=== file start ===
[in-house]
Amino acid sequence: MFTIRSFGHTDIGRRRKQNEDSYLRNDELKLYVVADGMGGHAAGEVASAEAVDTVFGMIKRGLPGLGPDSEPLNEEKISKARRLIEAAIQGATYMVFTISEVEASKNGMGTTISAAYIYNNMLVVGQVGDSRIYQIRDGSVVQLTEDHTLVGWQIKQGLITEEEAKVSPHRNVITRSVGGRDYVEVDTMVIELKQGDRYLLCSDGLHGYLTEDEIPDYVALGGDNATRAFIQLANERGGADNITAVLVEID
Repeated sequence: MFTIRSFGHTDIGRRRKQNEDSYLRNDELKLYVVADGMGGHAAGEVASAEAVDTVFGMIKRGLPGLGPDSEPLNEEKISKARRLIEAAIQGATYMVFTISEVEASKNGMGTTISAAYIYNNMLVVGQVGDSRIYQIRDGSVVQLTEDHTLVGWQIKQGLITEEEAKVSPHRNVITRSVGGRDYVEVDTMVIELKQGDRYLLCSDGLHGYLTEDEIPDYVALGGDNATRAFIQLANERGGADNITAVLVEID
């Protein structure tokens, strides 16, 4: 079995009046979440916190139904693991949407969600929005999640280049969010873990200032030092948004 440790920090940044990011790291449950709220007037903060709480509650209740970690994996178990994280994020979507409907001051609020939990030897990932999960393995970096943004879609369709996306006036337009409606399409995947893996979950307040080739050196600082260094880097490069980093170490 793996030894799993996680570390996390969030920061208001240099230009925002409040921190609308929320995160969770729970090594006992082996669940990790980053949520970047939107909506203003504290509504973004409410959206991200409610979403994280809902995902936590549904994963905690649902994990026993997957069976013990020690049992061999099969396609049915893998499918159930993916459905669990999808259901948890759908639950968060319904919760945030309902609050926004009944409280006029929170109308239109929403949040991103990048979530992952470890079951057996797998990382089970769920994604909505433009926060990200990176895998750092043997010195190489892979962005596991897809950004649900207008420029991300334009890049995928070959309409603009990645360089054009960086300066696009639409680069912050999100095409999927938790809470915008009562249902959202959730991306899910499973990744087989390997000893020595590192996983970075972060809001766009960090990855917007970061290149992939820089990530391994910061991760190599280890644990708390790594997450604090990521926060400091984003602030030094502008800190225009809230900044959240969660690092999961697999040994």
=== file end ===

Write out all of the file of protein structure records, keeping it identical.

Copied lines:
[in-house]
Amino acid sequence: MFTIRSFGHTDIGRRRKQNEDSYLRNDELKLYVVADGMGGHAAGEVASAEAVDTVFGMIKRGLPGLGPDSEPLNEEKISKARRLIEAAIQGATYMVFTISEVEASKNGMGTTISAAYIYNNMLVVGQVGDSRIYQIRDGSVVQLTEDHTLVGWQIKQGLITEEEAKVSPHRNVITRSVGGRDYVEVDTMVIELKQGDRYLLCSDGLHGYLTEDEIPDYVALGGDNATRAFIQLANERGGADNITAVLVEID
Repeated sequence: MFTIRSFGHTDIGRRRKQNEDSYLRNDELKLYVVADGMGGHAAGEVASAEAVDTVFGMIKRGLPGLGPDSEPLNEEKISKARRLIEAAIQGATYMVFTISEVEASKNGMGTTISAAYIYNNMLVVGQVGDSRIYQIRDGSVVQLTEDHTLVGWQIKQGLITEEEAKVSPHRNVITRSVGGRDYVEVDTMVIELKQGDRYLLCSDGLHGYLTEDEIPDYVALGGDNATRAFIQLANERGGADNITAVLVEID
């Protein structure tokens, strides 16, 4: 079995009046979440916190139904693991949407969600929005999640280049969010873990200032030092948004 440790920090940044990011790291449950709220007037903060709480509650209740970690994996178990994280994020979507409907001051609020939990030897990932999960393995970096943004879609369709996306006036337009409606399409995947893996979950307040080739050196600082260094880097490069980093170490 793996030894799993996680570390996390969030920061208001240099230009925002409040921190609308929320995160969770729970090594006992082996669940990790980053949520970047939107909506203003504290509504973004409410959206991200409610979403994280809902995902936590549904994963905690649902994990026993997957069976013990020690049992061999099969396609049915893998499918159930993916459905669990999808259901948890759908639950968060319904919760945030309902609050926004009944409280006029929170109308239109929403949040991103990048979530992952470890079951057996797998990382089970769920994604909505433009926060990200990176895998750092043997010195190489892979962005596991897809950004649900207008420029991300334009890049995928070959309409603009990645360089054009960086300066696009639409680069912050999100095409999927938790809470915008009562249902959202959730991306899910499973990744087989390997000893020595590192996983970075972060809001766009960090990855917007970061290149992939820089990530391994910061991760190599280890644990708390790594997450604090990521926060400091984003602030030094502008800190225009809230900044959240969660690092999961697999040994």